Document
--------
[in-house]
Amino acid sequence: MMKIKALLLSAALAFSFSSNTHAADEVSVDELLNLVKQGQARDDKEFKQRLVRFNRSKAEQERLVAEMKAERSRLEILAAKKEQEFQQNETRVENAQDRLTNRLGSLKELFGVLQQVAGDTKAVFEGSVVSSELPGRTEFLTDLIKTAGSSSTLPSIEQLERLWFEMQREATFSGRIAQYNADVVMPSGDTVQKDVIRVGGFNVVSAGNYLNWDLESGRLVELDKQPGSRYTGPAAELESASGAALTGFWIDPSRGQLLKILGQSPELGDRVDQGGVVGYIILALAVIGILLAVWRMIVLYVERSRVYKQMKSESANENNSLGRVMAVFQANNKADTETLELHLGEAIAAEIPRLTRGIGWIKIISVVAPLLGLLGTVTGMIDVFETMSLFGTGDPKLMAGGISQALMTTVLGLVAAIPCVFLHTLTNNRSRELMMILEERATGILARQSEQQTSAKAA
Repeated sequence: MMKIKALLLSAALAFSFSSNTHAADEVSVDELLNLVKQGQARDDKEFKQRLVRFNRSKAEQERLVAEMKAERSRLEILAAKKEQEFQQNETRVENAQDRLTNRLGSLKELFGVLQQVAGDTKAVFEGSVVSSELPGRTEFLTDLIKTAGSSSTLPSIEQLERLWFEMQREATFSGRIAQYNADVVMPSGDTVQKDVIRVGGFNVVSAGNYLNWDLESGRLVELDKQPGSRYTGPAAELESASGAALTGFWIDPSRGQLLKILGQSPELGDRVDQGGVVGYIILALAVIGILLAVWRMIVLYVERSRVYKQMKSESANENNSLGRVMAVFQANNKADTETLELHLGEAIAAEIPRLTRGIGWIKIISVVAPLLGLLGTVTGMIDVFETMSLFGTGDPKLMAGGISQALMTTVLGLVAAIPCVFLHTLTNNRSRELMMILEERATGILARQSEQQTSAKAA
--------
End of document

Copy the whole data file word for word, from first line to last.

[in-house]
Amino acid sequence: MMKIKALLLSAALAFSFSSNTHAADEVSVDELLNLVKQGQARDDKEFKQRLVRFNRSKAEQERLVAEMKAERSRLEILAAKKEQEFQQNETRVENAQDRLTNRLGSLKELFGVLQQVAGDTKAVFEGSVVSSELPGRTEFLTDLIKTAGSSSTLPSIEQLERLWFEMQREATFSGRIAQYNADVVMPSGDTVQKDVIRVGGFNVVSAGNYLNWDLESGRLVELDKQPGSRYTGPAAELESASGAALTGFWIDPSRGQLLKILGQSPELGDRVDQGGVVGYIILALAVIGILLAVWRMIVLYVERSRVYKQMKSESANENNSLGRVMAVFQANNKADTETLELHLGEAIAAEIPRLTRGIGWIKIISVVAPLLGLLGTVTGMIDVFETMSLFGTGDPKLMAGGISQALMTTVLGLVAAIPCVFLHTLTNNRSRELMMILEERATGILARQSEQQTSAKAA
Repeated sequence: MMKIKALLLSAALAFSFSSNTHAADEVSVDELLNLVKQGQARDDKEFKQRLVRFNRSKAEQERLVAEMKAERSRLEILAAKKEQEFQQNETRVENAQDRLTNRLGSLKELFGVLQQVAGDTKAVFEGSVVSSELPGRTEFLTDLIKTAGSSSTLPSIEQLERLWFEMQREATFSGRIAQYNADVVMPSGDTVQKDVIRVGGFNVVSAGNYLNWDLESGRLVELDKQPGSRYTGPAAELESASGAALTGFWIDPSRGQLLKILGQSPELGDRVDQGGVVGYIILALAVIGILLAVWRMIVLYVERSRVYKQMKSESANENNSLGRVMAVFQANNKADTETLELHLGEAIAAEIPRLTRGIGWIKIISVVAPLLGLLGTVTGMIDVFETMSLFGTGDPKLMAGGISQALMTTVLGLVAAIPCVFLHTLTNNRSRELMMILEERATGILARQSEQQTSAKAA